December 19, 2009. I am aware of two projects in North American on smaller populated islands: Wolfe Island in Ontario, and Vinalhaven in Maine. Manitoulin and Prince Edward Island are larger and may not have the same issues, but we’ll see. Both smaller islands are having significant problems. Wolfe’s are noted here, and there’s this instructive letter from Vinalhaven. To be fair, the developers on Vinalhaven did respond. I’ll be trying to follow this story as it unfolds, given that Vinalhaven isn’t too disimilar from Amherst, and the comparisons might be useful. At least Vinalhaven’s project was community-based, so there’s a better chance the developers will be responsive compared with a commercial developer. Update – the local Bangor radio station interviewed some of the Vinalhaven residents for almost an hour (60+ mb!) and this interview is perhaps the truest indication of what the locals are faced with that I’ve ever found. If you have the bandwidth and the time, it is really worth a listen.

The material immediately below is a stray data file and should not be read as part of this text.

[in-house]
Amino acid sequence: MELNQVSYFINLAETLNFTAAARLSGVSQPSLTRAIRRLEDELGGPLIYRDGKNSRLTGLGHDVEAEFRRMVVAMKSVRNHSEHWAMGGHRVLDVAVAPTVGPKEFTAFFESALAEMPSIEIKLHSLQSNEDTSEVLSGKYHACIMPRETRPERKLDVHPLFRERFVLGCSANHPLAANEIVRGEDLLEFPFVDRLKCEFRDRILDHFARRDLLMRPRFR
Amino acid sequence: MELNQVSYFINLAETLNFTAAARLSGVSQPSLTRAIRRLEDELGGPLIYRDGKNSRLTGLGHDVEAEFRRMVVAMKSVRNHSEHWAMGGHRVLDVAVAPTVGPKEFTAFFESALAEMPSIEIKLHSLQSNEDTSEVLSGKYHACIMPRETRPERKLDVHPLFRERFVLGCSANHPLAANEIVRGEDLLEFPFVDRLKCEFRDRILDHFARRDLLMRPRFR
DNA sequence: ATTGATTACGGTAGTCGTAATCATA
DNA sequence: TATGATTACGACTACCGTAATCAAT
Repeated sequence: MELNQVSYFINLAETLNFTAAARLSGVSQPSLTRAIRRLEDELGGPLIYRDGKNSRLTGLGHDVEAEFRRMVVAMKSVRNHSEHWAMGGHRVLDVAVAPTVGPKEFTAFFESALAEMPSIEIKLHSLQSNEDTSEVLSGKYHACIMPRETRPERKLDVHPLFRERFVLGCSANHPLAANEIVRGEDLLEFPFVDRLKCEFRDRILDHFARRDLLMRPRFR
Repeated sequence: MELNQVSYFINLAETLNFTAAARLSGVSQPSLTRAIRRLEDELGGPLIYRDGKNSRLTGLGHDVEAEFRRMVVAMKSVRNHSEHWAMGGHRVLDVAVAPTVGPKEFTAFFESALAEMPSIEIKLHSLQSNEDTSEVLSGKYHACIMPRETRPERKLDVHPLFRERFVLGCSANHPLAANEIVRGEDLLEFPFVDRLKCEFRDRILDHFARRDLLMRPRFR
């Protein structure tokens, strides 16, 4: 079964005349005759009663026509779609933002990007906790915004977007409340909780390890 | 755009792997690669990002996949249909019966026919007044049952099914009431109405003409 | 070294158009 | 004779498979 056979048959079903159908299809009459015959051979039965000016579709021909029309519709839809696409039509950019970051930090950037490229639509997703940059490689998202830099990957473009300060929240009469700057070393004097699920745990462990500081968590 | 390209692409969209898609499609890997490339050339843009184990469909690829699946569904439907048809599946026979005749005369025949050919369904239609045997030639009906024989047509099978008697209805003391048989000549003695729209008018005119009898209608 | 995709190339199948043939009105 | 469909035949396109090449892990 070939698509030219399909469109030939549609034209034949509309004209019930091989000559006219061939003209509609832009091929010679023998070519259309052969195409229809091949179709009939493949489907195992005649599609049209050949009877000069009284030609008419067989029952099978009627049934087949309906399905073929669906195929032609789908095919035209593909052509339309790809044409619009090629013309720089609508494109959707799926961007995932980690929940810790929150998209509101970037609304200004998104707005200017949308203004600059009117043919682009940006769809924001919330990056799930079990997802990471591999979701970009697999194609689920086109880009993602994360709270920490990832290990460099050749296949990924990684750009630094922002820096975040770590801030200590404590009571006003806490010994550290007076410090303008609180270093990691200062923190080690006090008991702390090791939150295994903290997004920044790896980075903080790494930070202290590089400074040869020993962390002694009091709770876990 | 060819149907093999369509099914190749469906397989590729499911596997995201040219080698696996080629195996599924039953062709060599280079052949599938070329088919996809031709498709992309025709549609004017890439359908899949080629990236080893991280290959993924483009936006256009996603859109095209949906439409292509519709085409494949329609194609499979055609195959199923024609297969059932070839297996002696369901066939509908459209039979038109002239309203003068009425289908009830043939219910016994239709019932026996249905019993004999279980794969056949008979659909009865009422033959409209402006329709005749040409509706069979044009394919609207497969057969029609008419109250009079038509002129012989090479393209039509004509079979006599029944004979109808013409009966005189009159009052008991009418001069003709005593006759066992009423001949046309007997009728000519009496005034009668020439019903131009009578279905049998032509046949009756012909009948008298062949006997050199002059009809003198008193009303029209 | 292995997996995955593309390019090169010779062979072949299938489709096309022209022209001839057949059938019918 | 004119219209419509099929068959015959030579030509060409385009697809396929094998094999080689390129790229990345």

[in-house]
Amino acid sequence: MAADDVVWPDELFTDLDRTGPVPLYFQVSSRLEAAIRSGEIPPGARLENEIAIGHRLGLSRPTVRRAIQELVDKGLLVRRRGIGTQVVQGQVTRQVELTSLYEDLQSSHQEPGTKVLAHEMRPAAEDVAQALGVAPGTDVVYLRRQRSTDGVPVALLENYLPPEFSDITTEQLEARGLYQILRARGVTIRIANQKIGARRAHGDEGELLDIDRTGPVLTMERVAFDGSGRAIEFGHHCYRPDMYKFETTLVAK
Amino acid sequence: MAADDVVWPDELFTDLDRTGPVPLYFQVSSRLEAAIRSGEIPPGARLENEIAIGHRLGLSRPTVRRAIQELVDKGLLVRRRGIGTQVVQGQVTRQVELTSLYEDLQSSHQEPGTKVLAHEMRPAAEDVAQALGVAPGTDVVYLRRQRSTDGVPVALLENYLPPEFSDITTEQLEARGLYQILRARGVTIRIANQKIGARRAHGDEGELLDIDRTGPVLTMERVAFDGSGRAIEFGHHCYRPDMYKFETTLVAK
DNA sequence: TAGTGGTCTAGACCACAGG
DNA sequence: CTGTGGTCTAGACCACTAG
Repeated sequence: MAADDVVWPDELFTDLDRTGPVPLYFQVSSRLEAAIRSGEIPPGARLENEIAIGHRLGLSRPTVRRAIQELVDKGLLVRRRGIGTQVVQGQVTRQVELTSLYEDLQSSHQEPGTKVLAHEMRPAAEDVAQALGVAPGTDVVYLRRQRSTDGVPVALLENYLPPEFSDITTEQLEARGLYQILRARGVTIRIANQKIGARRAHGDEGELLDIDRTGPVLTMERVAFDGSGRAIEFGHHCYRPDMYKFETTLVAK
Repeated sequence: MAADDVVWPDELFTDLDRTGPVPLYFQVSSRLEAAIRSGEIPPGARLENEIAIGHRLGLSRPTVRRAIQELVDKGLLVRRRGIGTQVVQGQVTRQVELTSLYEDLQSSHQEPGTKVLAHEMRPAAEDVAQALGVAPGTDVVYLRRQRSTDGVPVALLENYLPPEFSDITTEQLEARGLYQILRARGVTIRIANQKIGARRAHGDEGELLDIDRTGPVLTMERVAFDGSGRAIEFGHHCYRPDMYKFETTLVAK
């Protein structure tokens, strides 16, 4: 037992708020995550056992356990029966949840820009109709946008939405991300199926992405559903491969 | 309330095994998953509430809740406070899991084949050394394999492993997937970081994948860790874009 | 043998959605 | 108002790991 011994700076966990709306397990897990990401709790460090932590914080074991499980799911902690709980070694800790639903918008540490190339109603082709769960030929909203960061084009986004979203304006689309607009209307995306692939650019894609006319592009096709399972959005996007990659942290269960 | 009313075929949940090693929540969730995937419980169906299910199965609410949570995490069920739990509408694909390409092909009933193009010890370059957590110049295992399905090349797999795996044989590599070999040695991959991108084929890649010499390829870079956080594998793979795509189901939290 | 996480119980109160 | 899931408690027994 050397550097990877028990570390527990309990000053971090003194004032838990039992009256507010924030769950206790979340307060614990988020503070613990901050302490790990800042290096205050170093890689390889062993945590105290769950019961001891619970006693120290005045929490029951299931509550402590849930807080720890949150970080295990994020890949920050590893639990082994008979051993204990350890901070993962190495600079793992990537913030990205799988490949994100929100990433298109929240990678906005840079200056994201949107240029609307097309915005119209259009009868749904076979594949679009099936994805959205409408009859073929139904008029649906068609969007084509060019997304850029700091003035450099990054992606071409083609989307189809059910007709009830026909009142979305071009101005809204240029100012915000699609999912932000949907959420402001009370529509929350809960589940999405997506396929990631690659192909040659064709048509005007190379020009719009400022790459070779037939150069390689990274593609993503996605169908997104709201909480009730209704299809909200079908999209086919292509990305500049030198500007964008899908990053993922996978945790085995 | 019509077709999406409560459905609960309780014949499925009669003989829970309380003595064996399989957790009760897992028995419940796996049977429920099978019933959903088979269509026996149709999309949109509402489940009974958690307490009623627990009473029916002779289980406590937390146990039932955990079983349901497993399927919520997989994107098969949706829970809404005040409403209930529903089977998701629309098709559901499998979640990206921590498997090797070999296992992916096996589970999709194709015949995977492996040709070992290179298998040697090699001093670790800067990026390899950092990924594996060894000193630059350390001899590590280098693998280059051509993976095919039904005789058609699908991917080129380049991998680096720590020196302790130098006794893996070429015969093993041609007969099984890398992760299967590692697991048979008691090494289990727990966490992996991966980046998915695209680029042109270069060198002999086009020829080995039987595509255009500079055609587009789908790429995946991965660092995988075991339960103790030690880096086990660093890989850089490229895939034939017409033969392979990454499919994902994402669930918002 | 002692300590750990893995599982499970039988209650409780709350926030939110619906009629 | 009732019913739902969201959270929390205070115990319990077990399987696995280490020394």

Putting wind turbines on “smallish” populated islands also represents special risks for the developers. The risks to the residents are similar to the risks of neighbors everywhere and need no further mention here. The risks to developers, however, are heightened on islands. Specifically, there’s no way to hide the noise, property value, health and environmental effects the turbines have. If birds and wildlife disappear from an island, there’s no way to fudge the study area to minimize the damage. If property values decrease, there’s no way to include properties further away to minimize the decreases.